See Jeff’s ‘sermon’ notes here.

Deuteronomy is a book aimed at reviving the enthusiasm of the Jewish people for their religion, and re-kindling their sense of community. Centuries before Deuteronomy was even written the Jewish people had been successfully led out of slavery in Egypt, and eventually entered the land they are in at the time of its writing and which they consider to be a gift to them from God. The author puts into the mouth of Moses a whole series of speeches addressed to the people before they cross the river Jordan to enter this land. In chapter 4, (verses 32-40 omitting 35-38) what is said in the supposed context applies to the people at the time of its composition but also can be adapted to ourselves today: Look what God has done for you, do what God wants of you and all will be well! We still believe in God as a great creator, Who through His Spirit and through His Word makes us what we are, however we would not now think that we alone are God’s people or that He would give us the good things we have by doing awful things to others. Just as creation is an ongoing process so our understanding of God through creation changes and develops through time – we must never think we understand God!

In Paul’s letter to the Romans, (8:14-17), he writes among other things of the role of the Spirit in our lives. The effect of the movement of the Spirit is what we read of last week on the feast of Pentecost. The whole of the letter is a well structured discourse about life in the Spirit brought through Christ. Each verse leading up to our reading is in the original connected – using for, therefore, indeed, but or however – and literally our reading starts “Who indeed by the Spirit of God are being led, these are sons of God.” As the Son takes on our humanity, so we, by the influence of the Spirit, share in this sonship, forming a community both of suffering and of glory. Paul’s ideas are a radical development from the much narrower view of God’s activity that he would have had as a Jew. It is he who radically wrote earlier to the Galatians (3:28) “There is neither Jew nor Greek, there is neither bond nor free, there is neither male nor female: for you are all one in Christ Jesus”. What would he write today about non-believers, adherents of other faiths and different Christian denominations? The mystery of the Trinity is surely partly about community in oneness.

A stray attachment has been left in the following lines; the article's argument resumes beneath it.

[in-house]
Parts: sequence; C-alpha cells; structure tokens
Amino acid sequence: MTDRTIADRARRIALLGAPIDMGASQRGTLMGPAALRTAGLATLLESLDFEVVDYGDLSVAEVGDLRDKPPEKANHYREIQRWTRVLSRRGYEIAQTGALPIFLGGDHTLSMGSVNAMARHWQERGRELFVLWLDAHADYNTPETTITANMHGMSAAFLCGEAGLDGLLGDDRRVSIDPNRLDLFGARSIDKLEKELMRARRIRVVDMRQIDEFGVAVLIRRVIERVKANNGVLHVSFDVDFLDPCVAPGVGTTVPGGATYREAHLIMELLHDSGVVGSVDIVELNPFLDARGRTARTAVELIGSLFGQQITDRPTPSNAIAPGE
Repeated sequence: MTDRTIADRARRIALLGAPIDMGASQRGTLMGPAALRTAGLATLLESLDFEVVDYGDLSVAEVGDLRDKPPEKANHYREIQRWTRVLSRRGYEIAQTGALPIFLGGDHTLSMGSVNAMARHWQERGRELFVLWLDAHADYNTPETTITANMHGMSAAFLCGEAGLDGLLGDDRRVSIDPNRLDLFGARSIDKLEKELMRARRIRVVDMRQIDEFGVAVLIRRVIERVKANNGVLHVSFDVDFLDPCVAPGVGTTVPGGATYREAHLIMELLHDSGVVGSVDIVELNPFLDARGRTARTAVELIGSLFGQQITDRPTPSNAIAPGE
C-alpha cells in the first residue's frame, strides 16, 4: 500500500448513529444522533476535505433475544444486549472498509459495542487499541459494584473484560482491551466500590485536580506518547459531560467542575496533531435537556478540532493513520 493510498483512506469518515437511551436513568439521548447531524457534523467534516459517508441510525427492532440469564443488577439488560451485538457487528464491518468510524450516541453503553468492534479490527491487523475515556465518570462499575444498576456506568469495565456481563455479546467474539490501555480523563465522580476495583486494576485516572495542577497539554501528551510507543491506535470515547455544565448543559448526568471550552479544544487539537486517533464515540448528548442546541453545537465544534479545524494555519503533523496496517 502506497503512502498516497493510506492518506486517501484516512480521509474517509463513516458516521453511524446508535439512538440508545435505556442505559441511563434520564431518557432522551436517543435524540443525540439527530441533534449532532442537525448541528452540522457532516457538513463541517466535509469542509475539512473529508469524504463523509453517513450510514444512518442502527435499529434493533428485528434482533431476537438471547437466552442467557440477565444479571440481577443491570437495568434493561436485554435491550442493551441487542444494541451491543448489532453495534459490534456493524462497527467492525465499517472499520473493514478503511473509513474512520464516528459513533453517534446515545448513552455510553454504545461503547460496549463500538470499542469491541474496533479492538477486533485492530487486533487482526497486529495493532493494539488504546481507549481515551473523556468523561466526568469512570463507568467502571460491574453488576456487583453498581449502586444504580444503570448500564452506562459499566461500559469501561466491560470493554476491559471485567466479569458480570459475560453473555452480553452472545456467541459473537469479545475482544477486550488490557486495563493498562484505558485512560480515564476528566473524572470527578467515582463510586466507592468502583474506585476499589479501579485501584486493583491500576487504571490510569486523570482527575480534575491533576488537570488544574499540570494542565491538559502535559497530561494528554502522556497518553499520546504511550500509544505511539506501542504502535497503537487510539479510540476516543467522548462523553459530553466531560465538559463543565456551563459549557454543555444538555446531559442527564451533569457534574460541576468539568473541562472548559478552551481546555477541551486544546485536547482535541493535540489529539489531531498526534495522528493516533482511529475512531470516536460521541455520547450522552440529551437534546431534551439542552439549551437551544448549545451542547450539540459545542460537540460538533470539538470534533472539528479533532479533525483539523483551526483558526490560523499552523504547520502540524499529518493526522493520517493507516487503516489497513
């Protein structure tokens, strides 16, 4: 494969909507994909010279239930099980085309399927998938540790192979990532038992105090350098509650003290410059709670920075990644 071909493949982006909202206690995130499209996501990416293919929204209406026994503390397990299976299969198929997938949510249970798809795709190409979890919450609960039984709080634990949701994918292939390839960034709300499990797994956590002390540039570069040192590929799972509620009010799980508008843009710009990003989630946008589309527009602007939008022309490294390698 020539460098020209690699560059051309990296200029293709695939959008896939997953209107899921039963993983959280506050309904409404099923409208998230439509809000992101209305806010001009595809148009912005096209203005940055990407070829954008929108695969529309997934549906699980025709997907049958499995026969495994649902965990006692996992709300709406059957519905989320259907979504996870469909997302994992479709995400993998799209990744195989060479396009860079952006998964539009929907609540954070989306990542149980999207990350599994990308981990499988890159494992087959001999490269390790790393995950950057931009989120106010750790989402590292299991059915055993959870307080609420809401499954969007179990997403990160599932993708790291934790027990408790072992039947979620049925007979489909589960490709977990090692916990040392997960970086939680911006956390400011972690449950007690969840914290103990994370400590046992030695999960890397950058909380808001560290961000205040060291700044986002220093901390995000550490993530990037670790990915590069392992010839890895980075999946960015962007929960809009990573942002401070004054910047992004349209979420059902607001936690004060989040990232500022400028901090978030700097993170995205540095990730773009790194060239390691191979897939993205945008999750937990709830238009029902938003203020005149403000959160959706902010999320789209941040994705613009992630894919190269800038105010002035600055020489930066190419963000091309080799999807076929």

The Gospel from Matthew (28:16-20) is the last paragraph of his gospel. He has found a good way to conclude his work. The disciples see Jesus in Galilee; something that has been planned before when the women at the tomb are told the disciples will see Jesus in Galilee. They recognise Him, but with some hesitancy. What they must do, not just in Galilee but for all nations, is bring people into the community that they have; they will use the Baptismal formula that was in use in Mathew’s own church community; it names together the Trinitarian nature of God, which throughout the Gospel has been seen under the different roles, of Father, Son and Spirit; people will be incorporated in some way in the community of God.   It wasn’t really until 400 years later that some understanding of Trinity was officially formulated, but even to this day it is a mystery in which we are involved.

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